Picador, $45 hb, 461 pp, 0330363239
Talk about unlikely associations. My first response to the opening chapter of Tim Winton’s latest novel was how its sense of a life at a standstill, awaiting some new impulse, reminded me of Jane Austen’s Emma. Winton’s protagonist, Georgie Jutland, with a string of unsatisfactory relationships behind her and bored with her present bloke, Jim Buckridge, her useful life as a nurse now well in the past, sits in front of the computer screen, ‘gone in her seat, like a pensioner at the pokies’. In White Point, the Western Australian ‘personality junkyard’ where she has fetched up, she needs a stimulus (‘recently something in her had leaked away’) as urgently as Austen’s heroine. In both novels, it comes in the form of a new man. After this, it must be said, Dirt Music isn’t much like Emma and it certainly settles for a less conservative dénouement, but the underlying narrative starter has this echo.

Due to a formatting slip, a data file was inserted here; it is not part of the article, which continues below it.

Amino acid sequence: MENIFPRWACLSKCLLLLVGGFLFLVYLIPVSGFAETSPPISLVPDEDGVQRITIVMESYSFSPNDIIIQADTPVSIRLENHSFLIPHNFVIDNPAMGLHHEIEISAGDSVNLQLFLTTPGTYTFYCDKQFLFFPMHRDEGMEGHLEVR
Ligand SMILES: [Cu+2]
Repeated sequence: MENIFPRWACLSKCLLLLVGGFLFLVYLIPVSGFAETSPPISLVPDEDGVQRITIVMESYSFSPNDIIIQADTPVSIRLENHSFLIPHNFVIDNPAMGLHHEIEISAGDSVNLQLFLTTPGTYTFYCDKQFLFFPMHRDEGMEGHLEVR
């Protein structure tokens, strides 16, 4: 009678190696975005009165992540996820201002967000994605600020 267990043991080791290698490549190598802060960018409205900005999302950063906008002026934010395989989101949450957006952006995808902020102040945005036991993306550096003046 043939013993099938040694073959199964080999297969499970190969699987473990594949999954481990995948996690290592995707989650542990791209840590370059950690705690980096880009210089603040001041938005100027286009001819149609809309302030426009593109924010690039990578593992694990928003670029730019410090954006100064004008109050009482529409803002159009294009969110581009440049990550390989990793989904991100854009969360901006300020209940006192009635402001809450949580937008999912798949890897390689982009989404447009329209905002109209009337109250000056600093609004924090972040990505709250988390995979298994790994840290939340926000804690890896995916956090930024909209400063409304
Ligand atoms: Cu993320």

Another inapt association. Georgie is forty and unanchored: for the life of me, I couldn’t get Helen Mirren out of my head as I read. Even when I read later that Georgie has a short black helmet-like haircut, it couldn’t displace the image of the tough, intelligent Mirren-type sexiness. (The opposite process, perhaps, from never being able to re-read Women in Love without seeing the film’s black-haired Oliver Reed as the Nordic god, Gerald.) However, the resonance isn’t unhelpful as the wayward Georgie gradually accretes a Mirrenish determination to shape events rather than just let them happen to her.